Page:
3. Results

Baseline demographic and eating occasion data among PACE participants are summarized in Table 1. The mean age of participants was 43 years and participants were primarily white, had greater than a high school education, worked in white- or pink-collar jobs (i.e., non-manual occupation), and were sufficiently active according to an established cut-point (≥ 24 leisure score index) for the Godin Shepard Leisure-Time Physical Activity Questionnaire [25]. Participants reported eating about 2 main meals, 1 light meal, 1.5 snacks, and 1 solo drink per day. About 80 percent of respondents reported snacking at least once. In the morning, 66.6% reported eating a meal whereas meal intake was higher during later time-periods (90.5% and 93.9%, respectively).
Correlations between eating occasions, dietary behaviors, and obesity outcomes at baseline are presented in Table 2. There was virtually no correlation between snacking variables nor meal variables. However, there was a modest negative correlation between morning snacking and morning meals and between mid-day snacking and mid-day meals while a modest correlation between morning meals and mid-day snacking was evident. Among dietary behaviors, there was modest negative correlation of fruit and vegetable intake with the obesogenic dietary index as well as with distracted eating. Conversely, both self-reported and measured obesity variables were highly correlated.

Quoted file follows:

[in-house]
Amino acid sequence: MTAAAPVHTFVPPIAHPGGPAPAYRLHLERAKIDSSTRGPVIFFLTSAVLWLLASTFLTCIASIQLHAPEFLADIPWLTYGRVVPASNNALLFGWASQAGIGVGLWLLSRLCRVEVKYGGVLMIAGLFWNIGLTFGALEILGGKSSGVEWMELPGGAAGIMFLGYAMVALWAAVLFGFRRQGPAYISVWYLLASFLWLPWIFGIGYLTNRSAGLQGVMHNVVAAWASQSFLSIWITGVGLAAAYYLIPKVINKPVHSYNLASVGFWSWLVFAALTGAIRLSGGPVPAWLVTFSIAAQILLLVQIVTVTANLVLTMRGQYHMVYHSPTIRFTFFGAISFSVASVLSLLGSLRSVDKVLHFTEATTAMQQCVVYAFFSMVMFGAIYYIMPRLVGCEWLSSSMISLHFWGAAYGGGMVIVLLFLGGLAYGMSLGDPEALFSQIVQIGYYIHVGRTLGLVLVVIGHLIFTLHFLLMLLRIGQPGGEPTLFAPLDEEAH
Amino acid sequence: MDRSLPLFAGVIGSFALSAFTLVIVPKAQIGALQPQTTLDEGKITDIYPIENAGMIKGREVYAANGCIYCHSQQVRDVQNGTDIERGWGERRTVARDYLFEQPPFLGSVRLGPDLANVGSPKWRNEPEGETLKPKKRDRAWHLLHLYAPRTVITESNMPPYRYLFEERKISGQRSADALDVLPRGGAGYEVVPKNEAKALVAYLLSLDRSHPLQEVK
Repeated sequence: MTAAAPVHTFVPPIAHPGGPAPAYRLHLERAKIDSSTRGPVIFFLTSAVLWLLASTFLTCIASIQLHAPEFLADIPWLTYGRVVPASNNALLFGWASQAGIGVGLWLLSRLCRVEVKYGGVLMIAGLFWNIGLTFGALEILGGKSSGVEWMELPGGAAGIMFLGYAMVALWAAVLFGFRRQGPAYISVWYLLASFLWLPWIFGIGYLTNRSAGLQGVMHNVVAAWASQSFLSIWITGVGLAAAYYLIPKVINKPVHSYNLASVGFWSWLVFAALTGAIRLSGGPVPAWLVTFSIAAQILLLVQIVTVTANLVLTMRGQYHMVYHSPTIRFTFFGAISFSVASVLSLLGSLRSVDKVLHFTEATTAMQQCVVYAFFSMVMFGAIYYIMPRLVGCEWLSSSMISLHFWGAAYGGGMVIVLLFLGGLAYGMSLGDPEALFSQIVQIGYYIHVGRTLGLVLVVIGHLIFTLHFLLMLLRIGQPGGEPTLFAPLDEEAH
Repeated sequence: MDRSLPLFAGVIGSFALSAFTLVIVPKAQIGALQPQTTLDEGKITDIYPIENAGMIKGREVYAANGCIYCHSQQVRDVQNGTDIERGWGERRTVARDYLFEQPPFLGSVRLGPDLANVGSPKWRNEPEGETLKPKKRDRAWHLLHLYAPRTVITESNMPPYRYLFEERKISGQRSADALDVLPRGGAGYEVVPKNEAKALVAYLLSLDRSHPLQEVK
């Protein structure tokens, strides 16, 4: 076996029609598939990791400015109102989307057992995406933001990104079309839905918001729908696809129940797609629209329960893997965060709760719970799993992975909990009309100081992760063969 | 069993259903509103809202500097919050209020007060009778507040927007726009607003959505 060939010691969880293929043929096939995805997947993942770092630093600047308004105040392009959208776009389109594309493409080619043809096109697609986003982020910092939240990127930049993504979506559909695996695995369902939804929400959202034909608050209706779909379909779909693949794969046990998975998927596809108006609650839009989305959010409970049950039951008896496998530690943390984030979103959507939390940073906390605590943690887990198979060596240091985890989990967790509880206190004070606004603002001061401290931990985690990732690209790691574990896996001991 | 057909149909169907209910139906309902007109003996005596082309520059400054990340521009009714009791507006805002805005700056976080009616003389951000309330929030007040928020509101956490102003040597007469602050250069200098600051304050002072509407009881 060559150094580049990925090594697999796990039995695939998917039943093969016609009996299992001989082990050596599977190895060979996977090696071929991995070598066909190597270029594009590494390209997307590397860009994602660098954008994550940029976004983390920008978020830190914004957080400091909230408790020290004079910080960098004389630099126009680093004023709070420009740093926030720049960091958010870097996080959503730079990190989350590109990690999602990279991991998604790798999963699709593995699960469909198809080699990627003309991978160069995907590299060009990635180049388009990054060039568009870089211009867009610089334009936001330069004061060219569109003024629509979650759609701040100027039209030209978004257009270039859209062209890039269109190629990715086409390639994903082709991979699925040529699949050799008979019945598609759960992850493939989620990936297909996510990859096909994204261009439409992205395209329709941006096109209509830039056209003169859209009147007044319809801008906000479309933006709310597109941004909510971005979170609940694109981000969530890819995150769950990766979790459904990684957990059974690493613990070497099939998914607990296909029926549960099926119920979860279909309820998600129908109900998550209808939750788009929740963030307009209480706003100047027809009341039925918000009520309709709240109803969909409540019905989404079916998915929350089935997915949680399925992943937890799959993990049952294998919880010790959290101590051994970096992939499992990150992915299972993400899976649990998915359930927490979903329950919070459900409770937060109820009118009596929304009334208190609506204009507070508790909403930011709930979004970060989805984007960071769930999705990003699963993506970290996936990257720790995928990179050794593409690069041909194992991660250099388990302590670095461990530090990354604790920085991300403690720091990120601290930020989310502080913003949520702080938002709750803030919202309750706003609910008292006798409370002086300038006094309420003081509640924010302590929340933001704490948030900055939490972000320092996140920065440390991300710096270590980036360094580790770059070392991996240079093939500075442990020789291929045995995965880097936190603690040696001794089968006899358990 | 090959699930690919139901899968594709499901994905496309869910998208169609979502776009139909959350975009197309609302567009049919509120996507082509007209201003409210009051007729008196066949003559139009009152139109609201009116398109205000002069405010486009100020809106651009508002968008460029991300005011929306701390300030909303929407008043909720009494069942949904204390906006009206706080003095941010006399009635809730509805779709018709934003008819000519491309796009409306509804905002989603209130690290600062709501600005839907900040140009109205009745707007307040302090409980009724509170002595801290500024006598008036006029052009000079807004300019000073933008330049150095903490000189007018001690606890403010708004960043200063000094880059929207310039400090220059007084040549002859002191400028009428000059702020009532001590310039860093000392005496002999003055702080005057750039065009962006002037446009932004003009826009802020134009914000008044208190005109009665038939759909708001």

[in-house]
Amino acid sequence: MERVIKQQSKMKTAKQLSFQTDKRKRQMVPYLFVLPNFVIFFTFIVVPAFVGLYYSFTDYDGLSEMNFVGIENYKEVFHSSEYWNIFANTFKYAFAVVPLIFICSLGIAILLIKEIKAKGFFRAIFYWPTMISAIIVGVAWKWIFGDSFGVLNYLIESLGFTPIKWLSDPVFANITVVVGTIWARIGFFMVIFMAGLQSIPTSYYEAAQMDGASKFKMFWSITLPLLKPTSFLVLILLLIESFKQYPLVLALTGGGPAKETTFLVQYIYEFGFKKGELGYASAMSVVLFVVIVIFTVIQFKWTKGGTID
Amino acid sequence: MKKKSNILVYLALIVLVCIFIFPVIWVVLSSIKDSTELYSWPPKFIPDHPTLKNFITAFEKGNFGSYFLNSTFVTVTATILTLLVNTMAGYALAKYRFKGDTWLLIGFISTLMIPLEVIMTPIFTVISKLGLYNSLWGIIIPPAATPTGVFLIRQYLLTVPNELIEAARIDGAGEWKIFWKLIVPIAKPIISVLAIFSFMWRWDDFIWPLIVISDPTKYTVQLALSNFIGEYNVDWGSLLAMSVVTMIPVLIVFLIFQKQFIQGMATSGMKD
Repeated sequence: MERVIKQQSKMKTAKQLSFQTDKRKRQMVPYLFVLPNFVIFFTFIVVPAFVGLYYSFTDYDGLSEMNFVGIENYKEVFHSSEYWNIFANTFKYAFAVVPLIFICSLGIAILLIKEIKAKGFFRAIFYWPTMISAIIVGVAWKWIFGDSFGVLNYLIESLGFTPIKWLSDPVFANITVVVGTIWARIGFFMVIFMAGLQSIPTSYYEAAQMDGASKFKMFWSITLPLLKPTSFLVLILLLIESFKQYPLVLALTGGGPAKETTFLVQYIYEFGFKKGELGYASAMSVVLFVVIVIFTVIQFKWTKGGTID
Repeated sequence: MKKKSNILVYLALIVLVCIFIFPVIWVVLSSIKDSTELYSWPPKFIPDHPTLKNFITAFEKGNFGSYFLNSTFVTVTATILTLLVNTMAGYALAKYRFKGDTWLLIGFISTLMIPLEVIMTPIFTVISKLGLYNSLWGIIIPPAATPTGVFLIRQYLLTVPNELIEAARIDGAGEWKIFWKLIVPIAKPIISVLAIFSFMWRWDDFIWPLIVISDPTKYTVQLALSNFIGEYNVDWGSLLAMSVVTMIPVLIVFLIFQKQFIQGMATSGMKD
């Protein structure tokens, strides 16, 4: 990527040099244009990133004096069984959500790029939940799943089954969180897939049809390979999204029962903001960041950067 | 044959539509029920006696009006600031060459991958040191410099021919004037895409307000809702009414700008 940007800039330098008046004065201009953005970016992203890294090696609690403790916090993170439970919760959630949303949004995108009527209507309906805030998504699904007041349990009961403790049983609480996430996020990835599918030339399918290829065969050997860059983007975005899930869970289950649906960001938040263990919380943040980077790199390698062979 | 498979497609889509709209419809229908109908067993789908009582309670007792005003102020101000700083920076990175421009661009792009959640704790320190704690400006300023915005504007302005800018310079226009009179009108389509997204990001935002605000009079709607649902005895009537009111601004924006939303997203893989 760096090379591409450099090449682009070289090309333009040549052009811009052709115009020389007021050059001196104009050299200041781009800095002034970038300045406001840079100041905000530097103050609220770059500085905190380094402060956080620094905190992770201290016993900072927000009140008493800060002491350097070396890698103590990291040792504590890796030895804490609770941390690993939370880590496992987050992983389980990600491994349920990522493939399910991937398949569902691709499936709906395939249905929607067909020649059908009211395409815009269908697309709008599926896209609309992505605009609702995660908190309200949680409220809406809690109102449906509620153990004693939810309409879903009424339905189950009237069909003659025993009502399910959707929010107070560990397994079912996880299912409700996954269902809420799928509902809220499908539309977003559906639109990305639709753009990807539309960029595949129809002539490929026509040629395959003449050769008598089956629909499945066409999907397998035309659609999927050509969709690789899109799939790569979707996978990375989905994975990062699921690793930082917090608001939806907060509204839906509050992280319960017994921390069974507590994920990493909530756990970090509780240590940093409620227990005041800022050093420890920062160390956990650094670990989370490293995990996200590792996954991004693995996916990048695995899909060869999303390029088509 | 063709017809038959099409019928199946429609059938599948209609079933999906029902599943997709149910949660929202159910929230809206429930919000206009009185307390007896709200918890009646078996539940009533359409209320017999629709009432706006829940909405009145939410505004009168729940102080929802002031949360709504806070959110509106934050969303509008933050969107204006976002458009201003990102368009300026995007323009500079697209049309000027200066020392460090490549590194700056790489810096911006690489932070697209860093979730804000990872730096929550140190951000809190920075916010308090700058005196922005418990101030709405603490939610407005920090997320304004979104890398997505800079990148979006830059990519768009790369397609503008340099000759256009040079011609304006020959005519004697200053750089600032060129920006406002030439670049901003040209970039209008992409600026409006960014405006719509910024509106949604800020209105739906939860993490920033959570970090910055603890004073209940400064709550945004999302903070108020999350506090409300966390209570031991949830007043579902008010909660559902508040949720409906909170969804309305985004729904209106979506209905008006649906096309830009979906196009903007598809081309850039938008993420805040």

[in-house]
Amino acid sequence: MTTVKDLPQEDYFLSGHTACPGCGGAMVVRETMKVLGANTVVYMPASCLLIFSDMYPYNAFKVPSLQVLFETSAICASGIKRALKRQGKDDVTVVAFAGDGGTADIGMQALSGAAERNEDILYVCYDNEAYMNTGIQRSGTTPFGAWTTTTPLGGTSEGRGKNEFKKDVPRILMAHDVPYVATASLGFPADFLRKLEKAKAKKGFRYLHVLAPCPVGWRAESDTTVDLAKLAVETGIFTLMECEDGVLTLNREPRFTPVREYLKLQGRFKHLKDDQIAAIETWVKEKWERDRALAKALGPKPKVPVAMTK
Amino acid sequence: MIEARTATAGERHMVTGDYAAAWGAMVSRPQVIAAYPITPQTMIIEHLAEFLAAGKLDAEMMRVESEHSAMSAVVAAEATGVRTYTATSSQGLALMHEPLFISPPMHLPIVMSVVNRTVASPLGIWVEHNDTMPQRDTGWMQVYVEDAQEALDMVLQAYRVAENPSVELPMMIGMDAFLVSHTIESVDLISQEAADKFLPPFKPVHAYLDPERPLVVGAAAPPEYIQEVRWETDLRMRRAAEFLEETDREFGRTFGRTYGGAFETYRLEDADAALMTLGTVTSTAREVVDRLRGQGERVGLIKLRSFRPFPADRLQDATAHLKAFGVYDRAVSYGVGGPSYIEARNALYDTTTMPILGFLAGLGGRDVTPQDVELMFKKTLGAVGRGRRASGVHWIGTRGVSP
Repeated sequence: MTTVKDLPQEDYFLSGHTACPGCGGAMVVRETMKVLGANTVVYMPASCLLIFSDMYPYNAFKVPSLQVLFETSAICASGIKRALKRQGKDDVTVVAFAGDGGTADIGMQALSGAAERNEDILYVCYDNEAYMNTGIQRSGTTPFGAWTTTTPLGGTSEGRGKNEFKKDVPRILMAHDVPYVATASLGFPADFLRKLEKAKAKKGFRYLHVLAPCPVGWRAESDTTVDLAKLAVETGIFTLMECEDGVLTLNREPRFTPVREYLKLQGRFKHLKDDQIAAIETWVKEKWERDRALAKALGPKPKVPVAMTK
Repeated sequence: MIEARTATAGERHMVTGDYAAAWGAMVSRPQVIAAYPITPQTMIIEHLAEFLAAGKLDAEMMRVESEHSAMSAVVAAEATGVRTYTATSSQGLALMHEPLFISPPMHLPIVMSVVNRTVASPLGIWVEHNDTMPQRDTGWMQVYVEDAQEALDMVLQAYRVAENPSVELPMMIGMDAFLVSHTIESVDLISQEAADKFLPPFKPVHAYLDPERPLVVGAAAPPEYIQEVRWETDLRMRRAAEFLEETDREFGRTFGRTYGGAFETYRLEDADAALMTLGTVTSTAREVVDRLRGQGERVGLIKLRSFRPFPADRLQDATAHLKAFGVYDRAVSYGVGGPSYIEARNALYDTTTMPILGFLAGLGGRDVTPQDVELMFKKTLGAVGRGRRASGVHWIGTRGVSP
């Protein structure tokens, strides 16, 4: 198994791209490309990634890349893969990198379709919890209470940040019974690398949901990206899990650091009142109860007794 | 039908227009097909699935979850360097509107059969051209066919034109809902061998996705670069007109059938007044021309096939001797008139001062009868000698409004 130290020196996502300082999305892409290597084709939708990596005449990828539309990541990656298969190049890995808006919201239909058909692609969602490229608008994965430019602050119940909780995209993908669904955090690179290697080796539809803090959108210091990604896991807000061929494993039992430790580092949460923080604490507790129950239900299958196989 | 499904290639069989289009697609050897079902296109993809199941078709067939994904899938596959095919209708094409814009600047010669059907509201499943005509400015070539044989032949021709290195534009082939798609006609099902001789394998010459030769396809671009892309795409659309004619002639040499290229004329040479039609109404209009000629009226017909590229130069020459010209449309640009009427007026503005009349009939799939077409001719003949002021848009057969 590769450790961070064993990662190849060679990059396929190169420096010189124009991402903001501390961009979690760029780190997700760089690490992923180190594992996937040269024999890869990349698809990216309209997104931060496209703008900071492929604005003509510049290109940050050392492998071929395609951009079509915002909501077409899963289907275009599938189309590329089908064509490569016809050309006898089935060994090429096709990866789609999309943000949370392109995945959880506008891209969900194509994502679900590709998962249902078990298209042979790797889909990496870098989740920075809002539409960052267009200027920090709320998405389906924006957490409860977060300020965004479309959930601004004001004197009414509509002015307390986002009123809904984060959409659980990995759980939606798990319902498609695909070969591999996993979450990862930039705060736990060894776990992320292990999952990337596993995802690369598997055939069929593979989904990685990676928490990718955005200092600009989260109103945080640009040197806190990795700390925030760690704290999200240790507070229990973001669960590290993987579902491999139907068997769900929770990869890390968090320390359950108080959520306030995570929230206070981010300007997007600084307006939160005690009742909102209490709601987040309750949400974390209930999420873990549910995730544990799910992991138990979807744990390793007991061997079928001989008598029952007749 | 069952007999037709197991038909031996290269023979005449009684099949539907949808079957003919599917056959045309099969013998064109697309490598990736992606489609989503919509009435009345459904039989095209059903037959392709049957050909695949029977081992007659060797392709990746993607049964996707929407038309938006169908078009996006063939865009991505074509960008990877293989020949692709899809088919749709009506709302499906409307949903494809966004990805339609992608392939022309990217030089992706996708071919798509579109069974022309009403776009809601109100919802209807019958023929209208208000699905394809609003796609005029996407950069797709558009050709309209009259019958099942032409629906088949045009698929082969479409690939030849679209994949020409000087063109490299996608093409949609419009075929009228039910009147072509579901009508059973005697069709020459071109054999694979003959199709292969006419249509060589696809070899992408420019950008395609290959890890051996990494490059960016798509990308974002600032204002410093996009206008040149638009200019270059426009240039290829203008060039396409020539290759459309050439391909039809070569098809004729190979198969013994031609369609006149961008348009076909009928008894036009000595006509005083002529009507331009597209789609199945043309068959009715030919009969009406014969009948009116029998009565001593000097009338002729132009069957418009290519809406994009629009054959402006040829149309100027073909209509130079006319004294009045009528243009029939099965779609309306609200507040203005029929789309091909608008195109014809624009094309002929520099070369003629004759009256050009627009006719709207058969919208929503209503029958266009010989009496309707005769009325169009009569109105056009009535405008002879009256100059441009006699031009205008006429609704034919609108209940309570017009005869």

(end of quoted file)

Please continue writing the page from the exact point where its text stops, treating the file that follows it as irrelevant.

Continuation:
Outcome measures at baseline and follow-up are presented in Table 3. On average, participants were overweight/obese, did not meet the recommended number of five servings of fruit and vegetable per day, ate french fries, fast food, and soft-drinks about three times per week, and had high-levels of distracted eating (Table 3). Repeated measures at baseline and follow-up were highly correlated for all variables except distracted-eating.